With everybody struggling now more than ever, I see a few major habits in my clients living with ADHD that hurt their mental health more than help them. Let’s look at these behaviors and explore how you can make a few shifts that will improve your family’s daily living and relationships. Instead of trying to change all of these at once, pick one to work on at a time. Notice any progress with specific praise and be patient. Change take time and practice.
- Spending too much time on social media: Social media not only seems to use up time faster than everybody notices but it also is built to so that people compare themselves to others. These comparisons are rarely favorable and people walk away with not feeling positive about themselves. As one adolescent girl told me, “No one ever posts pictures of their face mid-menstrual break-out or of their bombed test grade.” Kids feel pressured to keep up with friends, stay in touch and maintain an image that they’ve created. For kids with ADHD who often struggle socially, this creates more stress in their lives. This tension interrupts their ability to reflect on themselves, what they think and create a sturdy sense of self. Solution: Make sure your son or daughter has in-person, COVID safe interactions with peers to balance online socializing. Talk about FOMO and explore the difference between what kids worry about in their minds and what’s actually happening with their friends. Help them create a conversation starter if they are shy or a practiced response when they overwhelmed. Many kids with ADHD need help having a phrase or two in their vocabulary to facilitate connections with peers. Talk with them about the cultivated images other kids post about themselves and how those may contrast with who they are inside. Normalize their insecurities and social challenges and experiences most kids deal with as part of growing up.
- Eating meals on the run: So many kids eat fast food or grab something to munch while watching Youtube videos. Many families eat dinner in front of the television with little conversation. Sitting together to healthy meals build connections while modeling how to slow down and eat socially. When kids rush to gobble a slice of pizza and chips, they’re not providing their brains or bodies with the appropriate fuel needed to think and function well. Solution: Sharing a meal is not only good for our physiology but it also provides an opportunity to connect with people face-to-face and talk about our lives. During a sit down meal, our bodies slow down and properly digest our food so we can absorb the nutrients and simultaneously take a much-needed break from the chaos of our lives. Set aside a few times per week to have a family meal if you can’t do this nightly. Ask your son or daughter about “a high and a low or a happy and a crappy” moment that happened during the day. Even if the meal is short, you’re showing them the importance of healthy eating and how meals are social events.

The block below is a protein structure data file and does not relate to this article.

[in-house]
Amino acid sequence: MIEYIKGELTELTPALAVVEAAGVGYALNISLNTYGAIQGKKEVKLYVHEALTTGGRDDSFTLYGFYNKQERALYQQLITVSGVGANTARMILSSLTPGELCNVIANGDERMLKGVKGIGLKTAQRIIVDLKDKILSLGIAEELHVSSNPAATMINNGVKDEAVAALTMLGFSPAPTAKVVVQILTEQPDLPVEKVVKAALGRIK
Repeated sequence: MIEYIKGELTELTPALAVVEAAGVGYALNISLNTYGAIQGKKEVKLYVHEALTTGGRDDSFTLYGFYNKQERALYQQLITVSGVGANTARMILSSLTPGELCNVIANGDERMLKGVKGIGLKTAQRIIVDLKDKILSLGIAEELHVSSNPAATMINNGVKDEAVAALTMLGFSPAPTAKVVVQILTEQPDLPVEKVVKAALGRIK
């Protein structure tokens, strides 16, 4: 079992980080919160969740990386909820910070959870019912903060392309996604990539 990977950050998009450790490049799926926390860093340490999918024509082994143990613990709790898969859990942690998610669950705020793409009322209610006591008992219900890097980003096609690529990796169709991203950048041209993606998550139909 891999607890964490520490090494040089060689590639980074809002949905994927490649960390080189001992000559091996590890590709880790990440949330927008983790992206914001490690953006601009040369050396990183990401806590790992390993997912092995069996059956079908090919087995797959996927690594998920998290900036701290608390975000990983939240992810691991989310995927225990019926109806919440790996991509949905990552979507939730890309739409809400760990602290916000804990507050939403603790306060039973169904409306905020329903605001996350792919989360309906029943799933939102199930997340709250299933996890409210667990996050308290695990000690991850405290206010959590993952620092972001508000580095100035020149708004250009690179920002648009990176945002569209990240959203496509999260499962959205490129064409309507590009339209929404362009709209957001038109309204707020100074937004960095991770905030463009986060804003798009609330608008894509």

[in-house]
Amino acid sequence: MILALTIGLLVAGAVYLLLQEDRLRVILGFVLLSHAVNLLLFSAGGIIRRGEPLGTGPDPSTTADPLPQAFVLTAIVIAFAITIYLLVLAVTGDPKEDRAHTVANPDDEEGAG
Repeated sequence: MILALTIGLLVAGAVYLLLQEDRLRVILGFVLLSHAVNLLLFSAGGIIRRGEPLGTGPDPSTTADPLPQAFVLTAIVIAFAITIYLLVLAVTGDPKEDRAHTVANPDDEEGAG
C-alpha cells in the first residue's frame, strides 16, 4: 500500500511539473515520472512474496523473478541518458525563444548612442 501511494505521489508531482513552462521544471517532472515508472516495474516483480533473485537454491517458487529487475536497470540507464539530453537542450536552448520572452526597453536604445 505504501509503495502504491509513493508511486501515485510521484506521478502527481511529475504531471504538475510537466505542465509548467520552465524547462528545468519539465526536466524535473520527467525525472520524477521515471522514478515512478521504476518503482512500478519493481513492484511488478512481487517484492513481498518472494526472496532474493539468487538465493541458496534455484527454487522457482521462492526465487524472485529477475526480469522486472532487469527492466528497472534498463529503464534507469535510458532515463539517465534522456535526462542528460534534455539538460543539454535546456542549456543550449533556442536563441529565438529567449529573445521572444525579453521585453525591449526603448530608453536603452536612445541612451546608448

- Having arguments via texting, messaging or emailing: Disagreements that happen over texts can often inflame situations instead of lowering tension. Kids often say things over text that they wouldn’t say in person either because the statements are inappropriate or because young people lack the courage to communicate their thoughts this way. Since we can’t see or perceive the effects of what we are saying via online communication, there’s no way to detect how how the other person is perceiving those words and feeling inside. It’s easier to disengage and avoid accountability for your words and actions. Solution: When we communicate face-to-face, we can detect these reactions. Kids need to learn and practice interactional skills not only for healthy personal relationships but also for school and other life situations where they have to deal with others. Practice direct communication at home with attentive awareness. Give neutral feedback when you notice your son or daughter is upset by saying “I heard you say X, did I get that right?” or “I notice that you are starting to raise your voice. Can you please change your tone?” Ask them to notice your facial reaction and what this is showing them. This helps them become more attuned to the impact of their words and actions on others. Brainstorm other ways to deal with relationship issues so they understand the options they can rely on.